by Laura Dawson
Bowker | Thu Apr 4, 2013
Hugh Howey, author of the Wool series (a self-published series of books, using Amazon's Kindle Direct Platform), has a piece in Salon on self-publishing and how it's a writer's best bet for income:
None of this is meant to say that everyone who self-publishes — even those who study the craft, take their work seriously, and produce a constant stream of material — will find material success. There is also luck involved and the fickle tastes of readers. But what is becoming more apparent with every passing day is that you have a better chance of paying a bill or two through self-publishing than you do through any other means of publication.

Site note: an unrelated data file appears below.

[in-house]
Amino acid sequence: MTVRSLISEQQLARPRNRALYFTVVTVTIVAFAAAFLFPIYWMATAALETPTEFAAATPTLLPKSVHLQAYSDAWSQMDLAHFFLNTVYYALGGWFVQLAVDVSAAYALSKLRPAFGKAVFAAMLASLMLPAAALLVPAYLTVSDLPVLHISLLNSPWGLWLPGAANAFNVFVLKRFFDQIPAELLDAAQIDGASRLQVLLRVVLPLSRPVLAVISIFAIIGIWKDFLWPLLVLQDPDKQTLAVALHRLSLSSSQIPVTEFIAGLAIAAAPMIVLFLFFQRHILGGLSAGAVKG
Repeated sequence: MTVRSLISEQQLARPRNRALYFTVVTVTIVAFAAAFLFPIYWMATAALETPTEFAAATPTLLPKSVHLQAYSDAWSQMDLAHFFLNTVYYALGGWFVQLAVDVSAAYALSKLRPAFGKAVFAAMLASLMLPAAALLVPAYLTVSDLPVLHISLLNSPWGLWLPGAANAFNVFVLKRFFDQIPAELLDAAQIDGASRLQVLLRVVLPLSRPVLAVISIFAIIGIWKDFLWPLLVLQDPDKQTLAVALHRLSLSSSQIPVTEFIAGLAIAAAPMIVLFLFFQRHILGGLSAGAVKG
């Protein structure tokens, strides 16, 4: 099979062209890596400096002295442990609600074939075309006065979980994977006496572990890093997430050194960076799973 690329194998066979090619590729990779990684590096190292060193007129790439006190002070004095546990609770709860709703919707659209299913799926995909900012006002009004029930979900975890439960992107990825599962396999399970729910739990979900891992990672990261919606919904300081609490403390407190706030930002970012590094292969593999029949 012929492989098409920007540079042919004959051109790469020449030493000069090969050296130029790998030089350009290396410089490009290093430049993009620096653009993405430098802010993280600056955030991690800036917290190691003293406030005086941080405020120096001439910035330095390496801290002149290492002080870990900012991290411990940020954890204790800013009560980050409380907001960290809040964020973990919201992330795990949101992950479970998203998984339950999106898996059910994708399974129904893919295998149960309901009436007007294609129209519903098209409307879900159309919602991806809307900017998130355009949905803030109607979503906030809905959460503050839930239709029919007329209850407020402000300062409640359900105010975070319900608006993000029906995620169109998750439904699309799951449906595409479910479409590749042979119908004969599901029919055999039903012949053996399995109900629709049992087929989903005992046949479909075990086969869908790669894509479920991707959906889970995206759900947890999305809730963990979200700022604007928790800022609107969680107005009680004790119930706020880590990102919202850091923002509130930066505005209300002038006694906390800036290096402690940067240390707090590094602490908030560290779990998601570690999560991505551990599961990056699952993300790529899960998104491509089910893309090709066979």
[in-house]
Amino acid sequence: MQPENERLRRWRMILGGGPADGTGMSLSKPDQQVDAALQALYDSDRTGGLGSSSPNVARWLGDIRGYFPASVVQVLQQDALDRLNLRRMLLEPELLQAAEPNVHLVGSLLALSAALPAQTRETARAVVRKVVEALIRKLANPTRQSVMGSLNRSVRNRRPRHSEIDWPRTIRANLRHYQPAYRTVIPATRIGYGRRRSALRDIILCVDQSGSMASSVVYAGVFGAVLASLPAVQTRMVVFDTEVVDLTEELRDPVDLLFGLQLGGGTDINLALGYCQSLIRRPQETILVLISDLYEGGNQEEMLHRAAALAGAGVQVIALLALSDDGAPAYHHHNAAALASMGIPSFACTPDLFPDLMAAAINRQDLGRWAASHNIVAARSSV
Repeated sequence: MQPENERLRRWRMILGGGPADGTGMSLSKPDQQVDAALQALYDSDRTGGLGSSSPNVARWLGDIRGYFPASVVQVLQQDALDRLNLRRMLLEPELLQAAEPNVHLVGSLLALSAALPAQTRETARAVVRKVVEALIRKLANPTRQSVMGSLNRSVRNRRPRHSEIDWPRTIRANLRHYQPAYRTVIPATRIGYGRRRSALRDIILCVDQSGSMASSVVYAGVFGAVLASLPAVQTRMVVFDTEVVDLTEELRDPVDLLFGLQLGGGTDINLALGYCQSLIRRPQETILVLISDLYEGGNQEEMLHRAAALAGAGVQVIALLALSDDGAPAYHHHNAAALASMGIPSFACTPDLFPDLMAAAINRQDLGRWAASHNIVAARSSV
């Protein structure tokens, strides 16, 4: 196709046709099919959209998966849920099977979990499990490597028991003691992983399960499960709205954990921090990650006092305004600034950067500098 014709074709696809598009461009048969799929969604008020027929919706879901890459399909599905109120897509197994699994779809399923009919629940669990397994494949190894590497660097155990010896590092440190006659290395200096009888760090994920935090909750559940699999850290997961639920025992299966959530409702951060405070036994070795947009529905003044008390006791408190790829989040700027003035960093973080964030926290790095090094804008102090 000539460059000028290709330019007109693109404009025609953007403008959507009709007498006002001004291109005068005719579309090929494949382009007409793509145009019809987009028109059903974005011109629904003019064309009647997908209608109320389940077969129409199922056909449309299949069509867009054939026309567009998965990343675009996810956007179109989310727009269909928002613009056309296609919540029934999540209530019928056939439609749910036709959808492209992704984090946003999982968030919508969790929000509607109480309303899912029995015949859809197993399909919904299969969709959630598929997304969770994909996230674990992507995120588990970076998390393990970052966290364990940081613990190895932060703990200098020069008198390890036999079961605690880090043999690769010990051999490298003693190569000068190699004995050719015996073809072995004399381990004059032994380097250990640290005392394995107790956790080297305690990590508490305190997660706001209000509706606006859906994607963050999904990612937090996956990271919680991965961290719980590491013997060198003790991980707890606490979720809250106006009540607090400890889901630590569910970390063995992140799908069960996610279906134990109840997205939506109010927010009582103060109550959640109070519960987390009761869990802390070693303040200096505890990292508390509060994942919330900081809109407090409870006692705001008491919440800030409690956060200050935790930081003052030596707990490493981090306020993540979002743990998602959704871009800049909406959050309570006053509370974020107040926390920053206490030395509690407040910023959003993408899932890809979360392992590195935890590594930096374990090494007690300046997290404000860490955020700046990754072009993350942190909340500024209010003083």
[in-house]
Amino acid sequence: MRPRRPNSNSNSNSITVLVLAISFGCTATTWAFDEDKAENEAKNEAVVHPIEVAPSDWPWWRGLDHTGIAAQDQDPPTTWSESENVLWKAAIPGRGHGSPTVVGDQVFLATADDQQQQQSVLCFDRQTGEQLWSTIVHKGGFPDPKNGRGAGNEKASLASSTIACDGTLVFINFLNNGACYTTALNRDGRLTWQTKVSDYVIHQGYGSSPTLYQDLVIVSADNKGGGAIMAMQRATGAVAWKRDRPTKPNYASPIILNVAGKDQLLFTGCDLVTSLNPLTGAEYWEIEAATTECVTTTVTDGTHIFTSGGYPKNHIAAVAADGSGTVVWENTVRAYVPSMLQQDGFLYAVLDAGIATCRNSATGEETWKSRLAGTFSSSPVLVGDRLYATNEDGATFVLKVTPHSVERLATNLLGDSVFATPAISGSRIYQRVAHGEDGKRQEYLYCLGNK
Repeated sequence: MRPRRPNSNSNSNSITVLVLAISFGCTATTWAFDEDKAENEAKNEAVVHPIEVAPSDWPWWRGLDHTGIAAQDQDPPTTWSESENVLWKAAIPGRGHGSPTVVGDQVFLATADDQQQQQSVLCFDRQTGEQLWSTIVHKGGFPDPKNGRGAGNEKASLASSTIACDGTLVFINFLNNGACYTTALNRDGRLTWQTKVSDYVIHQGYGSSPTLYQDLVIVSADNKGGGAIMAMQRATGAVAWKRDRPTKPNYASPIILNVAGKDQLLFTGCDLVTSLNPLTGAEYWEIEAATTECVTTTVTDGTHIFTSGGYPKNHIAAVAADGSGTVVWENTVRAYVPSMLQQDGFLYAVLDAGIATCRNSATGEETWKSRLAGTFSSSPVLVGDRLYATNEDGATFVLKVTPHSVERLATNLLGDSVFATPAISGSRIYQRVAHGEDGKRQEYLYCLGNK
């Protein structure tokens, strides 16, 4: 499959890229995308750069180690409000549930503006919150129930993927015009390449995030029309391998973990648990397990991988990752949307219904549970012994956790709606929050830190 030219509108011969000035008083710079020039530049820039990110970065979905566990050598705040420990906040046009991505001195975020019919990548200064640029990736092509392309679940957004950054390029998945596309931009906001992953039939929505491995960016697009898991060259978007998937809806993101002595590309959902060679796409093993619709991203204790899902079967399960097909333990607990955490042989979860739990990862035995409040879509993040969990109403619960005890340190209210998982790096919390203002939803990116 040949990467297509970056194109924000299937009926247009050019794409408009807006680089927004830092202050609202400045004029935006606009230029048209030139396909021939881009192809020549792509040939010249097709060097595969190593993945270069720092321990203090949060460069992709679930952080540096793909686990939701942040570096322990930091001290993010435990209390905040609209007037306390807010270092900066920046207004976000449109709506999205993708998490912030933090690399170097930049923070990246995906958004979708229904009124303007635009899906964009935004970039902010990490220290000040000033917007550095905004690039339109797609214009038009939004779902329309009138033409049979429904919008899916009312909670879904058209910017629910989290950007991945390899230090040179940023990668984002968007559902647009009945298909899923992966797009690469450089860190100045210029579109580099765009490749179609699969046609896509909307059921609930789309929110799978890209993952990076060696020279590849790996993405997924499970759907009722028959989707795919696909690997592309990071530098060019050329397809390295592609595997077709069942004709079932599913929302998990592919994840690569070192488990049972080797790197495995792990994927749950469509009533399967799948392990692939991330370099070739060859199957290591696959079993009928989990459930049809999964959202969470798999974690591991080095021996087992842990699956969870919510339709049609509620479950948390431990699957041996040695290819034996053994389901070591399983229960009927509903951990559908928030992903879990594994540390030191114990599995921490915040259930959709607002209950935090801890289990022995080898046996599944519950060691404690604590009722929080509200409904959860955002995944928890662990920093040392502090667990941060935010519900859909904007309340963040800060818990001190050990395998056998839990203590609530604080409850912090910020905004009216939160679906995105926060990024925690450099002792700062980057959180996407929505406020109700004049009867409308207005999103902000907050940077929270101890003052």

Howey makes a lot of great points. Self-published authors retain their rights, and can sell and/or license them as they see fit. Without intermediaries such as agents and publishers, self-publishers also hear directly from their readers and have a better understanding of what those readers want. None of this is a guarantee of success, but self-publishing can remove many obstacles to success.
Depending on how you define success:
There’s a silent mob out there making hundreds of dollars a month while doing something they love, and this should be celebrated.
It's a good piece. Here's to the silent mob.